About Our Meeting


After World War II, San Antonio was known as Military City U.S.A. with five large bases and many service men and women cycling through.  The American Friends Service Committee met here from 1954 through 1957,  running workshops through its Institutes of International Relations. A few interested people held a study group for some time after these. It was reported that in 1956 the only places Quakers could hold public meetings in San Antonio were at the YMCA and YWCA (because of the loyalty oath, the ban on racially mixed groups, etc.). Texas military was also under orders not to share the platform with AFSC.  Between 1956 and 1961 periodic Meetings for Worship were held at Fort Sam Houston for non-combatants who wanted to get out of the army.

Elmer (Rusty) and Marian Carter came to San Antonio in the fall of 1966. With people who had attended the earlier worship group, The Carters began holding Meetings for Worship in their home.  Later, meetings were held in the YWCA, in the waiting room of Houston Wade, attorney, at the New Age School, the Esperanza Peace and Justice Center, and at the San Antonio College Methodist Student Center. In 1979 a serious young man in US Army uniform attended meeting. He was concerned  that San Antonio Friends did not have a meetinghouse and donated $5 to start a Building Fund.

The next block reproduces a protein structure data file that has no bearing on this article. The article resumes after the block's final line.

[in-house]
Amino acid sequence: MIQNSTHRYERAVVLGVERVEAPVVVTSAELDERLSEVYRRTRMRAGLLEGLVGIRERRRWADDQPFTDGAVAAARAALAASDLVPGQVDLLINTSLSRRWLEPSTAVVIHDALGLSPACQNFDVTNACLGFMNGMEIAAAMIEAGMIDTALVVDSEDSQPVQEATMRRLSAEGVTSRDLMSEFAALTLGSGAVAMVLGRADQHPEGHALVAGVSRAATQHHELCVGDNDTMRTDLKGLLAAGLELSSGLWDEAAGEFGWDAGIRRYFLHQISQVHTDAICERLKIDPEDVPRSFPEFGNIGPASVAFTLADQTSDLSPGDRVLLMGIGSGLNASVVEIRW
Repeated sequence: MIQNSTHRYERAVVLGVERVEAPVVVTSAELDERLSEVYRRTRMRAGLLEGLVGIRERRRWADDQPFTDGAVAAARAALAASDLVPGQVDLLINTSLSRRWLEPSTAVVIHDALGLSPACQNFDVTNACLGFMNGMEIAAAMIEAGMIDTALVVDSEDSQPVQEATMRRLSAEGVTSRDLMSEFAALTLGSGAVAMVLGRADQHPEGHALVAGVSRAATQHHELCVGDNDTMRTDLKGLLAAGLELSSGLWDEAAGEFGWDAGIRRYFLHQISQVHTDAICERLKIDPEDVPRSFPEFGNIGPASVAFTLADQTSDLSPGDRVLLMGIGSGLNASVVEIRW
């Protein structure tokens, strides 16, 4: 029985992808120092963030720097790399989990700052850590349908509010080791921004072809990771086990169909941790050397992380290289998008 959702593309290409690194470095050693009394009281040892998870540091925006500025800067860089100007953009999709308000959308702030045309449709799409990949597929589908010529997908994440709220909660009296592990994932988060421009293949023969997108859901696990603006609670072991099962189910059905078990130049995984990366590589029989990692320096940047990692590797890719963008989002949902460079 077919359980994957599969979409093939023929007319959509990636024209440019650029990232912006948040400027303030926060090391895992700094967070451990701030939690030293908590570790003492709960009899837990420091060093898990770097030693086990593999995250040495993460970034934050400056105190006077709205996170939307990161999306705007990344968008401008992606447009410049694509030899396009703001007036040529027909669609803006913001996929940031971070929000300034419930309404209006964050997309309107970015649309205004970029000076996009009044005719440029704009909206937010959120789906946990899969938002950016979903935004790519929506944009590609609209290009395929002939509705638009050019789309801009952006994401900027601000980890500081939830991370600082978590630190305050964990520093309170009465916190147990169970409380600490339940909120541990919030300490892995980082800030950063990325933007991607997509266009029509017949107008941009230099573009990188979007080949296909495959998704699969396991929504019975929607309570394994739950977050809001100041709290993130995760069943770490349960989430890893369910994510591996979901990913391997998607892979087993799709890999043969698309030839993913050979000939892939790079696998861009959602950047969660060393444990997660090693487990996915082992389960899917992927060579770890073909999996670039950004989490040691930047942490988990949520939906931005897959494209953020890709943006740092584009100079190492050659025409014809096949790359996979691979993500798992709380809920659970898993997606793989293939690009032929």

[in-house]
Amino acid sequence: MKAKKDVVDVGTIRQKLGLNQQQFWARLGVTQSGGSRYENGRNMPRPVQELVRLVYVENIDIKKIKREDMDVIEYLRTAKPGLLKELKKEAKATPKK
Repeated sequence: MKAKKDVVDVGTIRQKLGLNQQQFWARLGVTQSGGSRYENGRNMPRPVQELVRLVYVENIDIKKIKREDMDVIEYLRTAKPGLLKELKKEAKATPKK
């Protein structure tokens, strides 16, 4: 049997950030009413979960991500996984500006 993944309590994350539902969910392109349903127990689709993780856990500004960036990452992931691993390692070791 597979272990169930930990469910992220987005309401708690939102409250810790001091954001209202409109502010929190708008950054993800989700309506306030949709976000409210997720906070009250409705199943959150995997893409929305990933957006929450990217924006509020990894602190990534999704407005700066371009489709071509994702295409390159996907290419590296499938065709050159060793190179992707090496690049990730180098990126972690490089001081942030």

The San Antonio Worship Group was initially under the care of the Austin Monthly Meeting, and became a Preparative Meeting in 1976. The Meeting approved an annual budget with a Building Fund, rented an additional room at the YWCA for the children, and a First Day School was begun.

Building our Meetinghouse

Friends planned a fundraising campaign and searched for a suitable building the Meeting could buy for a meetinghouse. A Development Committee was formed. No house was found but a property on Sunset Road appeared to be a suitable site on which to build, and the Meeting bought the property in 1995.  The Meeting selected Lake/Flato Architects to design the  meetinghouse. Ted Flato studied designs of Quaker meetinghouses, consulted with members of the Meeting and designed a simple, functional meetinghouse with a meeting room, library, two children’s rooms, a kitchen, walkway, porch, toilets and storage.

The Sunset property proved unsuitable, so the meeting sold it and in 1998 bought our current property at the corner of Vandiver and Eisenhauer.  In 2000, we broke ground on what is now the wing housing the Community Room, the Children’s Room, and the Library.  We used the Community Room as a meeting room for the next few years. Our Meeting has since been able to build a meeting room, designed by Bob Harris of Lake/Flato, which provides a spacious and attractive room looking out on trees at its southern end. The rock garden and then the pergola added to the sense of quiet simplicity.